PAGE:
Huni Kuin Murici
Rapé Murici is Known as “the tobacco of the warriors”; contains a beautiful masculine balance, grounding, helps to connect with our inner power, to focus our intention, concentrate and have mental clarity.
Rapé Murici has a strong energy, with a great relaxing effect on the muscles and the whole organism, and very sharp and clear sensations on a mental level.
It also acts as a stimulant for the pineal gland, making it very good for meditation and lucid dreaming.
-Tribe: Made by the Huni Kuin tribe – Kaxinawá
-Composition: Mapacho, Murici ash (Byrsonima crassifolia) and other sacred medicinal plants of the Amazon. Murici is a tree of ancient use that is added to Rapé as an effective medicine to cleanse the energy that accumulates in the lower abdomen.
-chakras: First chakra (base) and second chakra (sacral).
-Size: 10 ml bottles (8 to 9 grams).
-Use: Ethnobotanical curiosity. Exclusive use for scientific, historical and ritualistic study.
Huni Kuin – Kaxinawá Tribe
Until 1946, the Kaxinawá of Peru remained isolated in the virgin forest, far from the rivers navigated by the merchants. They preferred independence and isolation to dependence that implied greater access to weapons and metal tools. Through the Yaminawa they achieved some things, until in the mid-1940s they decided that they needed more and sent a team of six men to the Taraya River for direct negotiations.
Over time, the Kaxinawá made the decision to seek contact with civilization, a decision of profound consequences, which was questioned by the Kaxinawá themselves, who a generation earlier had chosen the opposite position. In this region, even today, live ethnic groups, Pano and Arawak language groups, which avoid any contact with non-indigenous society.
Shamanism Huni Kuin
The Kaxinawá affirm that the true shamans, the mukaya, those who had within themselves the bitter and shamanic substance called muka, died, but that fact does not prevent them from practicing other forms of shamanism, considered less powerful but which seem equally efficient. Capabilities such as communicating with the yuxin, are the domain of many adults, especially the older ones.
So we could both say that there are no shamans to say that there are many. An outstanding characteristic of Kaxinawá shamanism is the importance of discretion in relation to the possible ability to cure or cause a disease. The invisibility and ambiguity of this power is linked to its transience. The use of ayahuasca, considered the privilege of the shaman in many Amazonian groups, is a collective practice among the Kaxinawá, experienced by all adult and adolescent men who wish to see “the world of ayahuasca”.
The mukaya would be one who does not need any substance, no outside help to communicate with the invisible side of reality. For the Kaxinawá, the person is made up of flesh (or body) and yuxin. The animals have a body side and a juxin side, as well as the plants. Among the animals there are those with strong and dangerous yuxin, and others with juxtaining power. The specialty of huni dauya (man with sweet remedy, yerbero) is not usually combined with that of the huni mukaya (shaman).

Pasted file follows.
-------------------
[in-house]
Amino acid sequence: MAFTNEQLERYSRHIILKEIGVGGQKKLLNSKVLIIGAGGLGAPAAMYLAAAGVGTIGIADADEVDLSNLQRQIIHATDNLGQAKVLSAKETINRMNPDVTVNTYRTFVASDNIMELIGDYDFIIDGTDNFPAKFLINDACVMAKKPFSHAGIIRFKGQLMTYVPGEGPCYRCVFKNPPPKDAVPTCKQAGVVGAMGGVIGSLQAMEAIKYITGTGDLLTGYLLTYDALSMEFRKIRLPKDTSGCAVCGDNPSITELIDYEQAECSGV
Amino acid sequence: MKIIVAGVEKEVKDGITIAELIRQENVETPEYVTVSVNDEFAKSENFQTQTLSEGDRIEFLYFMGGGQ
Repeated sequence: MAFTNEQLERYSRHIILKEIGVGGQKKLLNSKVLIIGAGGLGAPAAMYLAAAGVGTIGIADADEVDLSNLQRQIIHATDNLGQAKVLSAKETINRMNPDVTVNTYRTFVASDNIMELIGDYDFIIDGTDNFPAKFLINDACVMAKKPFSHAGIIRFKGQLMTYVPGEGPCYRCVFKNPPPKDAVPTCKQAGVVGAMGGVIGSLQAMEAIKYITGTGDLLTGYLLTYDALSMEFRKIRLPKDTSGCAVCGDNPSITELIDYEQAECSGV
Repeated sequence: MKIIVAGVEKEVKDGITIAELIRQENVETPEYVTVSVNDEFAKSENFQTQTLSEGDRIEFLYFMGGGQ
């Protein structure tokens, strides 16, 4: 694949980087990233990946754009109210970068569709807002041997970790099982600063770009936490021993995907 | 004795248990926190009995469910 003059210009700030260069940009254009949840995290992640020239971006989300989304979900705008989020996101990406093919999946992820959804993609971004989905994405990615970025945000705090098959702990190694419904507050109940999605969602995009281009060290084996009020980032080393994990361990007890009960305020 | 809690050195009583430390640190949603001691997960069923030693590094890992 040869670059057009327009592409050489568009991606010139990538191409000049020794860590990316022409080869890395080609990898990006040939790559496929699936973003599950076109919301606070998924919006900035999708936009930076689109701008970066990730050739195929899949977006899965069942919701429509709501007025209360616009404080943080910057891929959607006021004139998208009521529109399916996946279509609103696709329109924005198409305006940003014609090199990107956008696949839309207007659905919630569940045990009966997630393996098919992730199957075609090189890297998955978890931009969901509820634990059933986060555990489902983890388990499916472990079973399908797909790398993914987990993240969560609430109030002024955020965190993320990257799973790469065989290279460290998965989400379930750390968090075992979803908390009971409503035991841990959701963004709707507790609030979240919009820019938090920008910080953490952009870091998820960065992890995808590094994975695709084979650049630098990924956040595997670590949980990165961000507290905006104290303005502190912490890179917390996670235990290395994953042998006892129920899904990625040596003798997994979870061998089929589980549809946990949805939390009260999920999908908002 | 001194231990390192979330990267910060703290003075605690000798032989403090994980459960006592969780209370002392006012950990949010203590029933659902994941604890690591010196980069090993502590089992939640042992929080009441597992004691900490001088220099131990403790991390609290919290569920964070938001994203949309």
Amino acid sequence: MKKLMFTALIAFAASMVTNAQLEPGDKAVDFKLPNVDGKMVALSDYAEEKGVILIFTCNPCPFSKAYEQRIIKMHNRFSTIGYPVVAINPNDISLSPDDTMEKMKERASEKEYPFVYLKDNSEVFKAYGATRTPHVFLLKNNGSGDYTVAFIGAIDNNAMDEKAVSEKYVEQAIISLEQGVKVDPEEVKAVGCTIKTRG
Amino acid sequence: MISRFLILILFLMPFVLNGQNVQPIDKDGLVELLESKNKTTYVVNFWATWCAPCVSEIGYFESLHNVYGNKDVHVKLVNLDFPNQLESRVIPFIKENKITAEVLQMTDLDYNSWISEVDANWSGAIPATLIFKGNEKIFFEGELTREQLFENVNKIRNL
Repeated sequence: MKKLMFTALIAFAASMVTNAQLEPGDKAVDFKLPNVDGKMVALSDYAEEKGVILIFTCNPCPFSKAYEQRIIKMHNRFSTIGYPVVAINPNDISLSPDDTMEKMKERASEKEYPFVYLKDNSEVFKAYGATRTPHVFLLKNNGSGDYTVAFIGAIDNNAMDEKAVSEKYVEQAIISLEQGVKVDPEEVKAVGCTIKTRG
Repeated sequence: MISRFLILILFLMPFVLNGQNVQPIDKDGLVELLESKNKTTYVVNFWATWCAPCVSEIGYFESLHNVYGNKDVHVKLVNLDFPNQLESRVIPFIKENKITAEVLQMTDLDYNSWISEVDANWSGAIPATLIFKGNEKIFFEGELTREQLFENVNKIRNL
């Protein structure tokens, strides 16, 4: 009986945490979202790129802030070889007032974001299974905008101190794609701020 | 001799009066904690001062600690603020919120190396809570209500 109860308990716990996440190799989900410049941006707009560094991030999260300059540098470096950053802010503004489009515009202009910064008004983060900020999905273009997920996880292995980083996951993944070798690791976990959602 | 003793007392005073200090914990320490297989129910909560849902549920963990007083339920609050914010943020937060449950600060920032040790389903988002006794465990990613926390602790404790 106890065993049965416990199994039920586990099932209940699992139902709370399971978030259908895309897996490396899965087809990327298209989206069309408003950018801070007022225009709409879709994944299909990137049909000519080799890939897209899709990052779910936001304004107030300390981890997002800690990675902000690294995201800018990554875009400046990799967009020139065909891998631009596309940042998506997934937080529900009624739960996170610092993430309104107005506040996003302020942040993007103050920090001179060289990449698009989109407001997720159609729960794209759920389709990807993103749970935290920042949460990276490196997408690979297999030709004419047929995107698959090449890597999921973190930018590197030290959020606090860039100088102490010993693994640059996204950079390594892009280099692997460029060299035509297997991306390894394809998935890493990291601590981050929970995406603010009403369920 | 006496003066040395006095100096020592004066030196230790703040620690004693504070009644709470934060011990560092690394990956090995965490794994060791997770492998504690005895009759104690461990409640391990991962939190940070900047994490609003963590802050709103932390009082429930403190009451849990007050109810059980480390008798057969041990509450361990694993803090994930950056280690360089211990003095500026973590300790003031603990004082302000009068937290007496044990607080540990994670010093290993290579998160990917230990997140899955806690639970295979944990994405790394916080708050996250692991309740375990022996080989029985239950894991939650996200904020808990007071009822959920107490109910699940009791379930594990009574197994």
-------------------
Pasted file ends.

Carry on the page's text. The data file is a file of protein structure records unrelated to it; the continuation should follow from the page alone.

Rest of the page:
The process of learning the yerbero is very different from that of the shaman. Unless you deal with poisonous leaves, the yerbero is not subject to fasting and can perform normal hunting and marital activities. He acquires his knowledge through learning with another specialist and requires a keen memory and perception. The first sign that someone is apt to be a shaman, to develop a relationship with the world of the yuxin, is the failure in hunting.
The shaman develops such a great familiarity with the animal world (or with the animals’ juxtains), that when he manages to enter into dialogue with them, he can no longer kill them. Therefore, the shaman does not eat meat and not only for emotional reasons. The impossibility of eating meat is also linked to the muka, to the change in smell and palate of the person with muka matured in his heart. The taste and smell of the meat become bitter.
There are several ways to start shamanism. Some result from a deliberate search by the apprentice, others occur spontaneously due to the initiative of the yuxin. The presence of the muka in the heart of the apprentice, a sine qua non condition for any exercise of shamanic power, ultimately depends on the will of the yuxin.
Since the first reports of travelers about the area, there has been a confusion with the names of the ethnic groups that persists to this day. The names did not reflect a consensus between the denominators and the denominators. The denominator Pano calls (almost) all others as nawa, and himself and his relatives as huni kuin. Thus, the Kulina were called pisinawa (“those who stink”) by the Kaxinawá, while the Paranawa called the Kaxinawá themselves from pisinawa. The very name Kaxinawá could have originally been a pejorative. Kaxi means bat, cannibal, but it can also mean people with a habit of walking at night.